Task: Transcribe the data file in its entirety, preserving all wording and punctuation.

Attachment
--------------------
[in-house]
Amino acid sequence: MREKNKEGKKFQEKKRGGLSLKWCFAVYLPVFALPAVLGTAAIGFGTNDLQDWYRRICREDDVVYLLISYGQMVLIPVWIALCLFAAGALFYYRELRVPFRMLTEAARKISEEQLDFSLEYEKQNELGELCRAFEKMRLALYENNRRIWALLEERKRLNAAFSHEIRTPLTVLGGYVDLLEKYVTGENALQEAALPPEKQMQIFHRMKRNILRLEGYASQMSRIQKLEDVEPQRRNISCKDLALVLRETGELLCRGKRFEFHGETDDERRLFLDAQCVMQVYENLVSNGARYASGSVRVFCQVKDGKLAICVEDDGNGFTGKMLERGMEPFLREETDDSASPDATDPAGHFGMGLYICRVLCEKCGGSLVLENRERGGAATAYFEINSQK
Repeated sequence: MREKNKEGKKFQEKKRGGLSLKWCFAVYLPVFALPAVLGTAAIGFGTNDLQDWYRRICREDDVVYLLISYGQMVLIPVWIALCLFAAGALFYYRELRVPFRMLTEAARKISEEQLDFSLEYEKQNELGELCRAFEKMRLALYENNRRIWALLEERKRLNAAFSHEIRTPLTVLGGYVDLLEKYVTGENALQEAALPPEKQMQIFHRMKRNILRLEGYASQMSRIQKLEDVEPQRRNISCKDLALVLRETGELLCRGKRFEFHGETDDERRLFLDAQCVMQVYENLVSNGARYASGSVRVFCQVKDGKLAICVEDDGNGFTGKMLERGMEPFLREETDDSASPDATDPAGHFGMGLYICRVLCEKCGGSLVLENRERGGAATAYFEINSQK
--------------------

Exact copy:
[in-house]
Amino acid sequence: MREKNKEGKKFQEKKRGGLSLKWCFAVYLPVFALPAVLGTAAIGFGTNDLQDWYRRICREDDVVYLLISYGQMVLIPVWIALCLFAAGALFYYRELRVPFRMLTEAARKISEEQLDFSLEYEKQNELGELCRAFEKMRLALYENNRRIWALLEERKRLNAAFSHEIRTPLTVLGGYVDLLEKYVTGENALQEAALPPEKQMQIFHRMKRNILRLEGYASQMSRIQKLEDVEPQRRNISCKDLALVLRETGELLCRGKRFEFHGETDDERRLFLDAQCVMQVYENLVSNGARYASGSVRVFCQVKDGKLAICVEDDGNGFTGKMLERGMEPFLREETDDSASPDATDPAGHFGMGLYICRVLCEKCGGSLVLENRERGGAATAYFEINSQK
Repeated sequence: MREKNKEGKKFQEKKRGGLSLKWCFAVYLPVFALPAVLGTAAIGFGTNDLQDWYRRICREDDVVYLLISYGQMVLIPVWIALCLFAAGALFYYRELRVPFRMLTEAARKISEEQLDFSLEYEKQNELGELCRAFEKMRLALYENNRRIWALLEERKRLNAAFSHEIRTPLTVLGGYVDLLEKYVTGENALQEAALPPEKQMQIFHRMKRNILRLEGYASQMSRIQKLEDVEPQRRNISCKDLALVLRETGELLCRGKRFEFHGETDDERRLFLDAQCVMQVYENLVSNGARYASGSVRVFCQVKDGKLAICVEDDGNGFTGKMLERGMEPFLREETDDSASPDATDPAGHFGMGLYICRVLCEKCGGSLVLENRERGGAATAYFEINSQK